Employee vs Contractor....Again!!

What is the number one issue on the Tax Office’s agenda at the moment? Answer, are you a contractor or are you an employee?


The purpose of this article is not to set out the income tax, superannuation and workers compensation implications of being a contractor versus being an employee. The purpose of this article is to give a real life example of the types of issues that the Tax Office, and in fact the courts, are looking for when making their assessment of your circumstances.


A recent Administrative Appeal Tribunal (AAT) decision has held that a Trust carrying on a commercial and residential plumbing business did not meet its superannuation guarantee obligations in respect of five (5) of its plumbers that it treated as independent contractors.


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Does Your SMSF Hold Insurance?

Changes to superannuation regulations now require the trustees of Self-managed superannuation funds (SMSFs) to consider whether or not the fund should carry insurance to cover their members.


The types of cover include life, total and permanent disability, as well as income protection.


A failure to consider this would be in breach of the superannuation legislative requirements and could result in the Tax Office penalising the fund.


Obviously it depends on the individual circumstances as to whether it is better to carry insurance within or outside superannuation. 


Overall, the positives of having it inside the superannuation fund far outweigh the negatives.


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Is it LVR or LMI?

When it comes to borrowing funds, there are many acronyms that are thrown around by lending institutions which are often misunderstood by borrowers.


Two (2) such acronyms are LVR or loan-to-value ratio and LMI or lenders mortgage insurance.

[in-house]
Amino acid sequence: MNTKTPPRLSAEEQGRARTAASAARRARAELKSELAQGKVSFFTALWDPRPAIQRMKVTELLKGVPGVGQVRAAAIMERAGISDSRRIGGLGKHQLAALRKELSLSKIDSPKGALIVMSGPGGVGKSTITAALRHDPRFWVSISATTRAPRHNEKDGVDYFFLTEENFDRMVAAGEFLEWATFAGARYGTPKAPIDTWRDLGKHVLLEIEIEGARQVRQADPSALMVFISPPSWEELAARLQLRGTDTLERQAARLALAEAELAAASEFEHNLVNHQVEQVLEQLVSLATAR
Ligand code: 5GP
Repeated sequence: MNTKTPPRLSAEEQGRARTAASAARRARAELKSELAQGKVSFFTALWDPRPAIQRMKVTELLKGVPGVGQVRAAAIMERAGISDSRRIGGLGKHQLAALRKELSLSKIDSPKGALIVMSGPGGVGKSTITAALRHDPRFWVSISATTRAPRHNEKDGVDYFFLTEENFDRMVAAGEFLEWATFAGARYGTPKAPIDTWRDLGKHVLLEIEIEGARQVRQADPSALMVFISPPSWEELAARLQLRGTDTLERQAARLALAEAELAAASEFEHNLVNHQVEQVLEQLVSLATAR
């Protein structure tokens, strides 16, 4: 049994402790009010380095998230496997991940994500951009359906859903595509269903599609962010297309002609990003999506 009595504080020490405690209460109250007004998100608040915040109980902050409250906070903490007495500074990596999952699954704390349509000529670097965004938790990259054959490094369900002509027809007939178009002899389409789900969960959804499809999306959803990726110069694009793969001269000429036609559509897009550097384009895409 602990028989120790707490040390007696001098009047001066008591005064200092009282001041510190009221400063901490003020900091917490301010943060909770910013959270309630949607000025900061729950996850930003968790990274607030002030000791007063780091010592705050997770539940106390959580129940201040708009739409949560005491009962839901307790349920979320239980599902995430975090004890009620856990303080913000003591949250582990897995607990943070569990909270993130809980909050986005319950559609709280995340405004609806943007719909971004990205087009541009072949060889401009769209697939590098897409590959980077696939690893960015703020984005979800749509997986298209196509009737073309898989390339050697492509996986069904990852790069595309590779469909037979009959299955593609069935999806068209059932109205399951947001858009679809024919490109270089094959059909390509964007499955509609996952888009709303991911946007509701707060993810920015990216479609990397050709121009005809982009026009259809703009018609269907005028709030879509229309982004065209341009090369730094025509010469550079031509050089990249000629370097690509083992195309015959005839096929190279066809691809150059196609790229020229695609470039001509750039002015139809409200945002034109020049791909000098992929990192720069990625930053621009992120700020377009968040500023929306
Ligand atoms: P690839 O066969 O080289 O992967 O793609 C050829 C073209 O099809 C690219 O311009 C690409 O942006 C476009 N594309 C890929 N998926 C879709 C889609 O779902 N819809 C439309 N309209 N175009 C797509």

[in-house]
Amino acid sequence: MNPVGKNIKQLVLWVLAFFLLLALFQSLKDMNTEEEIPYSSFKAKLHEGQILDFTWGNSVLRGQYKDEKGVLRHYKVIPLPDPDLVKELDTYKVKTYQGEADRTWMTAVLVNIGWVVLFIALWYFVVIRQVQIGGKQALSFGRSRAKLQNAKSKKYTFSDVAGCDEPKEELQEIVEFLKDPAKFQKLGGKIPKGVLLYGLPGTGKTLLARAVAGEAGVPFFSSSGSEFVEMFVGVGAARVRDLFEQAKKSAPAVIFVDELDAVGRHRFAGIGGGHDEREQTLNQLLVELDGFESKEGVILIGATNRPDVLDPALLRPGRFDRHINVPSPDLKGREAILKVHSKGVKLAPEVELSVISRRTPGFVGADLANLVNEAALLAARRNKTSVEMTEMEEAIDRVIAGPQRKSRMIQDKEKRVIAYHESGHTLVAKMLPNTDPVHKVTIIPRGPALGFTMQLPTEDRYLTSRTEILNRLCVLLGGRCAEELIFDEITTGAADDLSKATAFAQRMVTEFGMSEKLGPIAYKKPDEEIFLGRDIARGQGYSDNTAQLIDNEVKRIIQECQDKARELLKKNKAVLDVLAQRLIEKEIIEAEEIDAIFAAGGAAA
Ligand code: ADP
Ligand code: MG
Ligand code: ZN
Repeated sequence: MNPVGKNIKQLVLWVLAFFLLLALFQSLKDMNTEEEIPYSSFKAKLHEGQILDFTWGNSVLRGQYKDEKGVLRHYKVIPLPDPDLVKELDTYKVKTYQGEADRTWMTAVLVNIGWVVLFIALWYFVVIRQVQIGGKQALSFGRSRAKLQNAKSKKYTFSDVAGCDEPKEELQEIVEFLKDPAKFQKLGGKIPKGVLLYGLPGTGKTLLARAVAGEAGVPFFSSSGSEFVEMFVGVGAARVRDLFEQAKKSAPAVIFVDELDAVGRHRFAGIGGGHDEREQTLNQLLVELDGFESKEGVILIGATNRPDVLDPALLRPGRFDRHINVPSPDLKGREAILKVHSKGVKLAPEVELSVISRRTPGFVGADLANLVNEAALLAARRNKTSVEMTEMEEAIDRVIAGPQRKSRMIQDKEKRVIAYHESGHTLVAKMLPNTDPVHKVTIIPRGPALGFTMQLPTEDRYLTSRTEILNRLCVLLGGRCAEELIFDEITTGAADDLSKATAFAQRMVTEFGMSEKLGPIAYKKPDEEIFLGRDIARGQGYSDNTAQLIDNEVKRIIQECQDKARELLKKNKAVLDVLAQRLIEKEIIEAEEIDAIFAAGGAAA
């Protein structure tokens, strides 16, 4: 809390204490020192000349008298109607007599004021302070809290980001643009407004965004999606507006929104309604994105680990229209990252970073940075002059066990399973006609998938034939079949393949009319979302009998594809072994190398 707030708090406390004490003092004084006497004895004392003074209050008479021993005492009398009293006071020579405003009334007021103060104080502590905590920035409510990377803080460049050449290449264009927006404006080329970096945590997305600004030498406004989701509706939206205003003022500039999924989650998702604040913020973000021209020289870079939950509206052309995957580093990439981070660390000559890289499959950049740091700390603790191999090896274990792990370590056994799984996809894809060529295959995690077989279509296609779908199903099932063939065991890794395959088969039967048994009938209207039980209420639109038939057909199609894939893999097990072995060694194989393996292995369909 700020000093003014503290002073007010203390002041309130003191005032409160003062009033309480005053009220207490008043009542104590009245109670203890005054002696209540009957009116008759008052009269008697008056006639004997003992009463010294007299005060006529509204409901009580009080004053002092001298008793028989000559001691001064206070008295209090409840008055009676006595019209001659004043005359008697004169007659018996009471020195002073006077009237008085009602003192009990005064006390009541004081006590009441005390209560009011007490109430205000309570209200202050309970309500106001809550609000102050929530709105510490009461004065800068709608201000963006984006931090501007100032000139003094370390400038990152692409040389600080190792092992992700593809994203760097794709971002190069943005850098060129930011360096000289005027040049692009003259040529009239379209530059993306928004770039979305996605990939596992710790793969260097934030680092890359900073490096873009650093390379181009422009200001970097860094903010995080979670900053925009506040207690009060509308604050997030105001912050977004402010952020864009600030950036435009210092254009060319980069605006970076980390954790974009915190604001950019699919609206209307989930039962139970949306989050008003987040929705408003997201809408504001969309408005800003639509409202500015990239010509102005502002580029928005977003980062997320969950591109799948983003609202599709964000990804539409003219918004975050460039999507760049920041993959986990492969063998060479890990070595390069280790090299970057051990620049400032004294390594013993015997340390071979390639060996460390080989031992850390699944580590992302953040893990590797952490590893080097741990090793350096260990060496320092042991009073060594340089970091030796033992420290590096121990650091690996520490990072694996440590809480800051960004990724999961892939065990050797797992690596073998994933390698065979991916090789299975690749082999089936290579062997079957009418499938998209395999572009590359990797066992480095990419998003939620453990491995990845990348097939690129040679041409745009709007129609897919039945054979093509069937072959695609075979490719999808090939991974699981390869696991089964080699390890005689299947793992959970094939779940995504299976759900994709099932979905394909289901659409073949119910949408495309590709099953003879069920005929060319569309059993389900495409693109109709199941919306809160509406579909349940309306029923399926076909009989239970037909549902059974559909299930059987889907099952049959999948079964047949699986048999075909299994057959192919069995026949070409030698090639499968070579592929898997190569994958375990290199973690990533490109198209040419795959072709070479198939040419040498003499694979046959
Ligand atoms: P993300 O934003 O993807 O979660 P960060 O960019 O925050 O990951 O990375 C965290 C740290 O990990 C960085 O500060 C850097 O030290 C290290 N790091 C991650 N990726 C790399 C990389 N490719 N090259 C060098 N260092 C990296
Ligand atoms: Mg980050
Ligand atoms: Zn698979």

Both these acronyms should be at the forefront of borrowers minds when it comes to borrowing funds either for investment purposes or when buying your own principal residence.


When triggered, they can be the difference between your loan being approved or being declined. They can also be the reason for choosing one (1) financial lending institution over another.


Therefore, it goes without saying that their understanding and affect on your borrowing is critical.



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Claimable Christmas Gifts

Well it’s the middle of February and Christmas is well and truly past us.


However, many of you may have just finished or are still finalising your December quarter Business Activity Statements (BAS’).


Leading up to Christmas you may have purchased gifts for your staff, customers and suppliers. As you process your December BAS, you may be considering the treatment for tax/GST purposes of those purchases.


Where a Christmas gift is not considered to be “entertainment”, an employer can avoid paying Fringe Benefits Tax (FBT) whilst still being able to claim a full tax deduction for the cost of the gift.


Non-entertainment gifts generally include items such as a Christmas hamper, a bottle of wine/whiskey, a gift voucher, flowers, a pen set or a bottle of perfume.


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